Corporate Bond Newsletter
October 2022 Corporate Bond NewsletterDownload PDF
Are We Clear? Crystal.
If less is more, then Jerome Powell nailed it in his August 26th speech to the few souls gathered in Jackson Hole, Wyoming, and the millions more virtually eavesdropping around the world. Market participants looking for the slightest bit of equivocation were disappointed as Chairman Powell stated, in the clearest possible terms, he and his colleagues were committed to bringing inflation back to the Fed’s 2% target.
And so, on it goes. Central bankers from Sydney to Ottawa, Frankfurt to Washington, confirming, then reconfirming, commitments to wrestle inflation under control. Market participants looking for signs of weakening resolve or fraying nerves that could derail them from that objective. The result, financial markets lurching from central bank announcement to economic release, and then on to the next.
My Head Gets So Confused
Remember it was just 9 months ago central bankers were on the sidelines. Credit market indicators belied what was to come in 2022. The Bank of Canada overnight rate stood at 0.25%, 30-year Government of Canada bonds yielded 1.68%, and the all-in yield on the U.S. High Yield Index just 4.3%. Fast forward to today. The overnight rate stands at 3.25%, the long bond yields 3.20%, and the U.S. High Yield Index is 9.5%. After over a decade of central bank manipulation, the initial stages of interest rate policy normalization erased trillions of dollars of bond market value in just nine short months.
The last time overnight rates were so high, Katy Perry had just launched her debut smash single I Kissed A Girl in April of 2008. At that time, Canadian long bonds yielded 4.12%. The trailing 12-month Canadian Consumer Price Index measured a modest 1.4%, well under the Bank of Canada’s 2.0% inflation target and a sharp contrast versus today’s red hot 7.0% CPI reading.
Liz Truss, the U.K.’s latest in the revolving Prime Minister office, certainly misread the audience when her Chancellor of the Exchequer delivered the first mini-budget of her new government. The package of tax cuts and spending measures seemingly caught everyone, including the Bank of England, off guard. Gilt yields skyrocketed, the pound plummeted and the knives quickly came out. The Bank of England quickly intervened buying bonds and sterling in an attempt to stabilize the market.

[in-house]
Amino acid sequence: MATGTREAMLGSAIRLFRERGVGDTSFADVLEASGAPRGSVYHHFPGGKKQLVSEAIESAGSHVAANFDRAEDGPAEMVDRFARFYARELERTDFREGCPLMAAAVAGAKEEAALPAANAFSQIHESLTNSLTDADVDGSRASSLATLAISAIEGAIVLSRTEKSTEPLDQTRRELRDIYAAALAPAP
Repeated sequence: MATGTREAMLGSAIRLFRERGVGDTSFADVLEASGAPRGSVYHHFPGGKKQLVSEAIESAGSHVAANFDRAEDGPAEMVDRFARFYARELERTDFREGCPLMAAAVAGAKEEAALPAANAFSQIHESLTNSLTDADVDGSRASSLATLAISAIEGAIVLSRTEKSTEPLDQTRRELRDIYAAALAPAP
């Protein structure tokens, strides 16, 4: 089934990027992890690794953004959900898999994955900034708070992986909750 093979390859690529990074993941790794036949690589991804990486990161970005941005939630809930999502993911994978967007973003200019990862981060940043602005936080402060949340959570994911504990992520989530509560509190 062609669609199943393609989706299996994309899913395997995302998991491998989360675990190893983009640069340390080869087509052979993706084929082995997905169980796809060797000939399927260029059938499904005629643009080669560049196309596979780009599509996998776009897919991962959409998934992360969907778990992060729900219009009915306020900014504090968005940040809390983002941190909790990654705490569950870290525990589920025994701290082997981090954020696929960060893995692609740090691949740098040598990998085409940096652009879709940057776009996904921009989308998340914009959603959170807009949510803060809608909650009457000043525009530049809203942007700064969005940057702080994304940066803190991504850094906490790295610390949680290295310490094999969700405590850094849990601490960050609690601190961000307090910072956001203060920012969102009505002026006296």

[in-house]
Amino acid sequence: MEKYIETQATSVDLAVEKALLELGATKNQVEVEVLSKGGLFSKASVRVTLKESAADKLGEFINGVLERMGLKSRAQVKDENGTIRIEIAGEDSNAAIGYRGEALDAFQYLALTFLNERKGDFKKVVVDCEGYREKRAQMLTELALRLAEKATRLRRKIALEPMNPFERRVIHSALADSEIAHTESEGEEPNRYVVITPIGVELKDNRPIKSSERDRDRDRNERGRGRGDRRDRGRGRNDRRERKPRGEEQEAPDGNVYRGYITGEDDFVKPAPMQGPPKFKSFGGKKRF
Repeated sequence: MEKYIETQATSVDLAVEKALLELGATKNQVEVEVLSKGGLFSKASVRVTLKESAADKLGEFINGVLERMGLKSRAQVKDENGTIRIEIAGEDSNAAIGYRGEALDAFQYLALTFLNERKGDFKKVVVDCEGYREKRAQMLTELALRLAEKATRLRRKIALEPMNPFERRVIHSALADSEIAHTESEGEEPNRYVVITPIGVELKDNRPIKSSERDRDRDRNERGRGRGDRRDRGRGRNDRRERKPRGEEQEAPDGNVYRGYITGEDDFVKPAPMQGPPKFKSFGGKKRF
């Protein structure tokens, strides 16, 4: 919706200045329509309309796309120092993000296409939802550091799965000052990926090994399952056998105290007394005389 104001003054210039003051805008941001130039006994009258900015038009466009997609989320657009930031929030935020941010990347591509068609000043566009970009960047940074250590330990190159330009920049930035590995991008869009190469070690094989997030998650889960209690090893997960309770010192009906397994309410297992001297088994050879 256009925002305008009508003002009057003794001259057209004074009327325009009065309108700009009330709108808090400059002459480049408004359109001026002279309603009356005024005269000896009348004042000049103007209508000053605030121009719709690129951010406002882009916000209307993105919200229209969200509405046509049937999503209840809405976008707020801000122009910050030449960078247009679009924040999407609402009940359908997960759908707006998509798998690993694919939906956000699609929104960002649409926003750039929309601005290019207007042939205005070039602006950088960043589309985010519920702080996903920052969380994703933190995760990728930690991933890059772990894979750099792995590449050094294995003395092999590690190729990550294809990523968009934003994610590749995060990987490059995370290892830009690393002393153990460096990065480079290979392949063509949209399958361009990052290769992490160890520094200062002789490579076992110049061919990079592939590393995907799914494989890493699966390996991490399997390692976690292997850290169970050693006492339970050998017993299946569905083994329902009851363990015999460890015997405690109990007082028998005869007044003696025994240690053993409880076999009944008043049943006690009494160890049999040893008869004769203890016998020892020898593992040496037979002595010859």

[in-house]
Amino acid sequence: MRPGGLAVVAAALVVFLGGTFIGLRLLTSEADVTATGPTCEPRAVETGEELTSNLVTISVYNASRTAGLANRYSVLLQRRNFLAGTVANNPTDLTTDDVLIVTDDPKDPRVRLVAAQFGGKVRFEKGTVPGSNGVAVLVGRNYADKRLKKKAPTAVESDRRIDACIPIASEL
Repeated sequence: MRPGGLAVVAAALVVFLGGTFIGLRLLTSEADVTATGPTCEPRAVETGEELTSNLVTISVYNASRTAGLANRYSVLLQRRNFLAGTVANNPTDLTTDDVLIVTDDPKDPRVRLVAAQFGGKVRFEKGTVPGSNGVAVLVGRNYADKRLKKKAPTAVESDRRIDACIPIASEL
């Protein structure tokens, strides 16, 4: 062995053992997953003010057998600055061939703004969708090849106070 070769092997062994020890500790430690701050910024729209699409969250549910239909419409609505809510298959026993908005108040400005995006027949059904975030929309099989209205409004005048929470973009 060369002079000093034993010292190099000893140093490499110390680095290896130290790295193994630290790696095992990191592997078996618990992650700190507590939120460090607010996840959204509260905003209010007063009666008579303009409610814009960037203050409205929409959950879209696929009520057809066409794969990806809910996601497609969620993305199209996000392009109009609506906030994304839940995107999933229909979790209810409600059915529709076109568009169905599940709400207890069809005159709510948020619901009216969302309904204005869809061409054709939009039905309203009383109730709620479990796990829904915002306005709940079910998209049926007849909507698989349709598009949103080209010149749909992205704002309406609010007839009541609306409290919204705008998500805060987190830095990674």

On the heels of the U.K.’s own goal, rumours abounded that Credit Suisse was in financial difficulty and as we publish this newsletter, it is not exactly clear they aren’t. Percolating to the surface are more concerns that the negative returns in the public markets will eventually require downward valuation on the trillions of private equity and private debt holdings held by investors around the world.
Bank of Nova Scotia (BNS) surprised the business community by choosing Scott Thomson, one of its board members, to be the bank’s next chief executive. Thomson is the chief executive of construction equipment dealer, Finning International Inc. The decision to appoint someone from outside the banking industry to lead Canada’s third largest bank is unusual. Thomson has some experience of banking through his stint at Goldman Sachs and sitting on the board of BNS for six years. Perhaps his experience working in Latin America, where Finning is a major dealer of Caterpillar equipment, notably to the copper industry in Chile, will prove valuable to the bank.
The Bottom Line
The charts below summarize financial market returns for the third quarter and year-to-date 2022. Simply put, there was no obvious place to hide as all asset classes suffered. The carnage in fixed income markets is the worst seen in most of our lifetimes.
Leveraged loans continued to be resilient and were once again at the top of the table. The Morningstar/LSTA U.S. Leveraged Loan Index produced a 1.4% return in the third quarter, despite falling -2.3% in the month of September. Loan markets were generally supported by light issuance volumes and ongoing demand on the back of CLO origination. The month of September saw large outflows from loan funds and ETFs, a trend which has continued early in October.